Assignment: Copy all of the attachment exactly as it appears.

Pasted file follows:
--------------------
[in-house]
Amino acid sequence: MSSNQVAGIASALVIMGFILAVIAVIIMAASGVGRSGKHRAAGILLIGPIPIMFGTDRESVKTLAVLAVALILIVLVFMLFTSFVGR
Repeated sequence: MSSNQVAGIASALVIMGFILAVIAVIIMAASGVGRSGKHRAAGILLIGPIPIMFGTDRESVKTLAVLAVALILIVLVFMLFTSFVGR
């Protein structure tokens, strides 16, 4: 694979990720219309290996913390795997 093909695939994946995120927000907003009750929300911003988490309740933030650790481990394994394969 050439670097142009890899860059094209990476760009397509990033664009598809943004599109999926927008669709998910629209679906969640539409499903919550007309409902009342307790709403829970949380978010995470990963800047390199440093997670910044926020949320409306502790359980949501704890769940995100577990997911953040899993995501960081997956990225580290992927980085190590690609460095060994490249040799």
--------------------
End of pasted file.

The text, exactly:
[in-house]
Amino acid sequence: MSSNQVAGIASALVIMGFILAVIAVIIMAASGVGRSGKHRAAGILLIGPIPIMFGTDRESVKTLAVLAVALILIVLVFMLFTSFVGR
Repeated sequence: MSSNQVAGIASALVIMGFILAVIAVIIMAASGVGRSGKHRAAGILLIGPIPIMFGTDRESVKTLAVLAVALILIVLVFMLFTSFVGR
């Protein structure tokens, strides 16, 4: 694979990720219309290996913390795997 093909695939994946995120927000907003009750929300911003988490309740933030650790481990394994394969 050439670097142009890899860059094209990476760009397509990033664009598809943004599109999926927008669709998910629209679906969640539409499903919550007309409902009342307790709403829970949380978010995470990963800047390199440093997670910044926020949320409306502790359980949501704890769940995100577990997911953040899993995501960081997956990225580290992927980085190590690609460095060994490249040799």